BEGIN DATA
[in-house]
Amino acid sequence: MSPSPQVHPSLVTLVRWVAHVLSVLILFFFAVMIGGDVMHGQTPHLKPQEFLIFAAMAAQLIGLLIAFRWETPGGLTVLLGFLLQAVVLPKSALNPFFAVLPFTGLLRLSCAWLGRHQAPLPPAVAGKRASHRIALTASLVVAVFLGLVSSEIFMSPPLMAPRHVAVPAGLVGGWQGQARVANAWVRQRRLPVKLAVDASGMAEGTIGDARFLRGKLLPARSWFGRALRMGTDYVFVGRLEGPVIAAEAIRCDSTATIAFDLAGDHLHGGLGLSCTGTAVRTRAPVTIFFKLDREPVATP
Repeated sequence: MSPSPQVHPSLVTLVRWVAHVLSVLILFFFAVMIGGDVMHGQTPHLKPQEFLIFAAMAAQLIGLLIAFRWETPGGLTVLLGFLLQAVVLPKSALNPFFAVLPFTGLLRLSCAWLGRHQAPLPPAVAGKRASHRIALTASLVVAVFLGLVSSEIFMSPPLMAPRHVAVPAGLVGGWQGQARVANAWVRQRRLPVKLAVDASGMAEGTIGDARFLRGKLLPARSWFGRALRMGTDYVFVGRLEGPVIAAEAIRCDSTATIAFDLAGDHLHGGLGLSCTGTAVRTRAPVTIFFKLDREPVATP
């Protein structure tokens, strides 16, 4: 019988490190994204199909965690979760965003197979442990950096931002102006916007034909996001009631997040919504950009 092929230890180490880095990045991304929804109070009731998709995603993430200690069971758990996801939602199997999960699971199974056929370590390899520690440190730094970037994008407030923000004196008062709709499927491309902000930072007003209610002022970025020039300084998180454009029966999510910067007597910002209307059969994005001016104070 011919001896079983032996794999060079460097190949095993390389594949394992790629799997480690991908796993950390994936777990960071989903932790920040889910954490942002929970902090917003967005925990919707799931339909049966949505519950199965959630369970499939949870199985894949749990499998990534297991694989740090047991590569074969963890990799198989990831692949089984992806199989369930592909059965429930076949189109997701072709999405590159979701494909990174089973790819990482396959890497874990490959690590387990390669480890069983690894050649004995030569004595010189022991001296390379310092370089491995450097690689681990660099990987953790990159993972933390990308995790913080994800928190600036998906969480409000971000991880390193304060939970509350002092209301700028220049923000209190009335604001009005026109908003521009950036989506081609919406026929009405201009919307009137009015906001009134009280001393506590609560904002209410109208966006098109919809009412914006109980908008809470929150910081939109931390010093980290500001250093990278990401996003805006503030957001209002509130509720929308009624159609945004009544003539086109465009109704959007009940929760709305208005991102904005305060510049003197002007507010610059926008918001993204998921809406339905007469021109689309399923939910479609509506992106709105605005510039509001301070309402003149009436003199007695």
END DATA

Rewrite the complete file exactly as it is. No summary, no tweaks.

[in-house]
Amino acid sequence: MSPSPQVHPSLVTLVRWVAHVLSVLILFFFAVMIGGDVMHGQTPHLKPQEFLIFAAMAAQLIGLLIAFRWETPGGLTVLLGFLLQAVVLPKSALNPFFAVLPFTGLLRLSCAWLGRHQAPLPPAVAGKRASHRIALTASLVVAVFLGLVSSEIFMSPPLMAPRHVAVPAGLVGGWQGQARVANAWVRQRRLPVKLAVDASGMAEGTIGDARFLRGKLLPARSWFGRALRMGTDYVFVGRLEGPVIAAEAIRCDSTATIAFDLAGDHLHGGLGLSCTGTAVRTRAPVTIFFKLDREPVATP
Repeated sequence: MSPSPQVHPSLVTLVRWVAHVLSVLILFFFAVMIGGDVMHGQTPHLKPQEFLIFAAMAAQLIGLLIAFRWETPGGLTVLLGFLLQAVVLPKSALNPFFAVLPFTGLLRLSCAWLGRHQAPLPPAVAGKRASHRIALTASLVVAVFLGLVSSEIFMSPPLMAPRHVAVPAGLVGGWQGQARVANAWVRQRRLPVKLAVDASGMAEGTIGDARFLRGKLLPARSWFGRALRMGTDYVFVGRLEGPVIAAEAIRCDSTATIAFDLAGDHLHGGLGLSCTGTAVRTRAPVTIFFKLDREPVATP
């Protein structure tokens, strides 16, 4: 019988490190994204199909965690979760965003197979442990950096931002102006916007034909996001009631997040919504950009 092929230890180490880095990045991304929804109070009731998709995603993430200690069971758990996801939602199997999960699971199974056929370590390899520690440190730094970037994008407030923000004196008062709709499927491309902000930072007003209610002022970025020039300084998180454009029966999510910067007597910002209307059969994005001016104070 011919001896079983032996794999060079460097190949095993390389594949394992790629799997480690991908796993950390994936777990960071989903932790920040889910954490942002929970902090917003967005925990919707799931339909049966949505519950199965959630369970499939949870199985894949749990499998990534297991694989740090047991590569074969963890990799198989990831692949089984992806199989369930592909059965429930076949189109997701072709999405590159979701494909990174089973790819990482396959890497874990490959690590387990390669480890069983690894050649004995030569004595010189022991001296390379310092370089491995450097690689681990660099990987953790990159993972933390990308995790913080994800928190600036998906969480409000971000991880390193304060939970509350002092209301700028220049923000209190009335604001009005026109908003521009950036989506081609919406026929009405201009919307009137009015906001009134009280001393506590609560904002209410109208966006098109919809009412914006109980908008809470929150910081939109931390010093980290500001250093990278990401996003805006503030957001209002509130509720929308009624159609945004009544003539086109465009109704959007009940929760709305208005991102904005305060510049003197002007507010610059926008918001993204998921809406339905007469021109689309399923939910479609509506992106709105605005510039509001301070309402003149009436003199007695």